“What is this?” The man made no reply, and instead gestured towards the envelope.

“Who gave you this? Why do you know my name?” Again, the man said nothing, and simply gestured towards the envelope in response to Oscar’s questions.

A dozen questions sat on the tip of his tongue, but he thought better of asking them. He hoped the answers would perhaps lie within, and besides, he could already guess the response he would receive from this tall man, and they would not be satisfactory.

He opened the envelope carefully, and removed the paper from within. Unfolding it, he attempted to guess its contents, but drew a blank. Whatever it was, he had a strange feeling it would change his life forever. Written in the same blood red ink, in the same slanted, hurried handwriting, was the following letter:

Dearest Oscar,

I understand that this situation may be highly irregular, but I beg of you to please read this letter with an open mind. Trust me when I say, it will be to your advantage to do so. I also have no doubt that you have many questions, and I will do my very best to answer them all for you here. First, an introduction. The gentleman who has provided this note to you is a colleague of mine, and a dear friend. He has no name of his own, but I call him Servus. He says very little, but sees all. He will take your response to the proposal put forth in this letter, should you wish to convey one. He is extremely loyal, and very trustworthy, traits which are so lacking in today’s world.

I myself have many names, some good, some bad. I prefer to simply be called Luc. I have developed a reputation of being an untrustworthy man, but all I do is offer those desperate souls what they yearn for. I ask you, is getting exactly what one wants such a terrible thing? But, I get ahead of myself.

Please know that everything contained within this letter is nothing but the truth. I offer no empty promises and I am a man of my word. And to show you that this is not some prank, I will prove to you that I know many things, not least of all, your greatest desire. How do I know your true name you ask? I know many things. I know that you were christened this name, but that you chose another in anger and grief. Perhaps this information is not so spectacular alone. After all, it would not be impossible for one to find out, should they be determined enough. Improbable, but not impossible. But I know more than any man could. I know that you are the reason your father left. That, after discovering his second life, his second family, you had presented him with an ultimatum: Them or us. I know that, after he chose them, you hid the truth from your Mother in some vain hope of sparing her feelings, but instead the lack of knowledge drove her mad with grief, and she died within the year. I know that you blamed your father for her death, and yourself more so, and I know that after too many drinks and a building up of hurt and pain, in a fit of rage, you threw a burning bottle through the window of your ex-father’s new home, and while his worthless life and that of his new wife, were spared, their unborn babe was lost. I know that out of remorse, as well as the fear of being found out, you ran and joined the circus, choosing an empty nomadic existence as penitence for your crime. This I know, along with all the other sad chapters of your life so far. How you ask? Because I see all sin, because I know all sinful men, and because I bear the weight of those sins alongside them.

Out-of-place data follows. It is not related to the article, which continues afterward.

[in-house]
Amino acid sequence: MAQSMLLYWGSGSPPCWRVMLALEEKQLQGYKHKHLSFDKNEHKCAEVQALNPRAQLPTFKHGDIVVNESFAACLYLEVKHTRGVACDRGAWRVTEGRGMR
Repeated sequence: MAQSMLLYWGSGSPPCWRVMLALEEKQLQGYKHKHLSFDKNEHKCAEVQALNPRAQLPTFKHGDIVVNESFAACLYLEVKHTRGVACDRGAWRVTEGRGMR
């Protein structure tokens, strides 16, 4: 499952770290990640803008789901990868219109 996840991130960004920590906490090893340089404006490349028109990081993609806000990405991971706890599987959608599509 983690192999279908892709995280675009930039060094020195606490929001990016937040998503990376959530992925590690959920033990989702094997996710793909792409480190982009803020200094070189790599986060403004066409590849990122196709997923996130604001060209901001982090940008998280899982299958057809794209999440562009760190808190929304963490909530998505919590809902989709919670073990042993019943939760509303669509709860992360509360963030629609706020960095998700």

It doesn’t have to be this way Oscar. You have served your time, and then some. After all these years of making people laugh, don’t you deserve some happiness of your own? Don’t you deserve to know love? The love of Ophelia. She is what your heart desires above all else is she not? I can make her see you for the first time, more than that, I can make her admire you, to see you as the strong, brave man you truly are. I can make them all see you. You have spent too long in the shadows Oscar. I can bring you into the spot light. I can make you the star of the show, but more importantly, I can make you the star of your own life after years of playing the bit part. You can be the man your Father failed to be. You can be who you were destined to be. I can do this and more Oscar, so much more.

All I ask in return, is your unwavering loyalty. Surrender yourself to me, completely, and I will give you exactly what you deserve, and everything you ask of me will be yours. I know this seems a heavy price to pay, but your payment would only be due in death, and in the mean time, you have everything you want in life. Why worry about later right now?

I understand that this is a difficult decision, and I do not wish to rush you, just know that this is a one time offer. Refuse now, and you will never have this opportunity again.

I Look forward to your response,

Yours Faithfully,

Luc

P.S. Simply give your answer to Servus, in writing, I will do the rest.